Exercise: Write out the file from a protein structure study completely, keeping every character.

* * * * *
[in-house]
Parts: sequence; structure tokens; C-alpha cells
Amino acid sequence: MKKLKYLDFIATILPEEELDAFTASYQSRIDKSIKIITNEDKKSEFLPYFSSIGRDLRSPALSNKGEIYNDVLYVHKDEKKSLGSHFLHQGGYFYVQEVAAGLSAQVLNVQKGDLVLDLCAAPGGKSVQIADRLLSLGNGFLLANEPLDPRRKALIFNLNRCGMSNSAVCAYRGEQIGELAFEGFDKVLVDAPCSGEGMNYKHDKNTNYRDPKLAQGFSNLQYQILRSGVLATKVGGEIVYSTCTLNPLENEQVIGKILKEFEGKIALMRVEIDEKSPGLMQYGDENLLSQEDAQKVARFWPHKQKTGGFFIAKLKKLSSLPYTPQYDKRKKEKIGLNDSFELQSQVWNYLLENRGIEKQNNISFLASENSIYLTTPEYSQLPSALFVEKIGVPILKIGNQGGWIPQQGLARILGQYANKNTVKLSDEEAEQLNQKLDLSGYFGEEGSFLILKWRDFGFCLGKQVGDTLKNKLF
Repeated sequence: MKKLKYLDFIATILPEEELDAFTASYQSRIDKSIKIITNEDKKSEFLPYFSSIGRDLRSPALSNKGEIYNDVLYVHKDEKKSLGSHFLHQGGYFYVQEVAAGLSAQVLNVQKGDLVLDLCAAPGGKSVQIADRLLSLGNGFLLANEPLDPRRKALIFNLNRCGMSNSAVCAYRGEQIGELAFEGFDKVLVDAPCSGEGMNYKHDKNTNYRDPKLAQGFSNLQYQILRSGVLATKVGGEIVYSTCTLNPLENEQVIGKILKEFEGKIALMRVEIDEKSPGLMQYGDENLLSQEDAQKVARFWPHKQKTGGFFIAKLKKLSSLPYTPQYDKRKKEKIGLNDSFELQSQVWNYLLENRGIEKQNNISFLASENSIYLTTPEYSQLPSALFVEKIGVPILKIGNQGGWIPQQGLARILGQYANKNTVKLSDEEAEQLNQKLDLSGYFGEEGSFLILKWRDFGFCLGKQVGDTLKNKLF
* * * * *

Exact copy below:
[in-house]
Parts: sequence; structure tokens; C-alpha cells
Amino acid sequence: MKKLKYLDFIATILPEEELDAFTASYQSRIDKSIKIITNEDKKSEFLPYFSSIGRDLRSPALSNKGEIYNDVLYVHKDEKKSLGSHFLHQGGYFYVQEVAAGLSAQVLNVQKGDLVLDLCAAPGGKSVQIADRLLSLGNGFLLANEPLDPRRKALIFNLNRCGMSNSAVCAYRGEQIGELAFEGFDKVLVDAPCSGEGMNYKHDKNTNYRDPKLAQGFSNLQYQILRSGVLATKVGGEIVYSTCTLNPLENEQVIGKILKEFEGKIALMRVEIDEKSPGLMQYGDENLLSQEDAQKVARFWPHKQKTGGFFIAKLKKLSSLPYTPQYDKRKKEKIGLNDSFELQSQVWNYLLENRGIEKQNNISFLASENSIYLTTPEYSQLPSALFVEKIGVPILKIGNQGGWIPQQGLARILGQYANKNTVKLSDEEAEQLNQKLDLSGYFGEEGSFLILKWRDFGFCLGKQVGDTLKNKLF
Repeated sequence: MKKLKYLDFIATILPEEELDAFTASYQSRIDKSIKIITNEDKKSEFLPYFSSIGRDLRSPALSNKGEIYNDVLYVHKDEKKSLGSHFLHQGGYFYVQEVAAGLSAQVLNVQKGDLVLDLCAAPGGKSVQIADRLLSLGNGFLLANEPLDPRRKALIFNLNRCGMSNSAVCAYRGEQIGELAFEGFDKVLVDAPCSGEGMNYKHDKNTNYRDPKLAQGFSNLQYQILRSGVLATKVGGEIVYSTCTLNPLENEQVIGKILKEFEGKIALMRVEIDEKSPGLMQYGDENLLSQEDAQKVARFWPHKQKTGGFFIAKLKKLSSLPYTPQYDKRKKEKIGLNDSFELQSQVWNYLLENRGIEKQNNISFLASENSIYLTTPEYSQLPSALFVEKIGVPILKIGNQGGWIPQQGLARILGQYANKNTVKLSDEEAEQLNQKLDLSGYFGEEGSFLILKWRDFGFCLGKQVGDTLKNKLF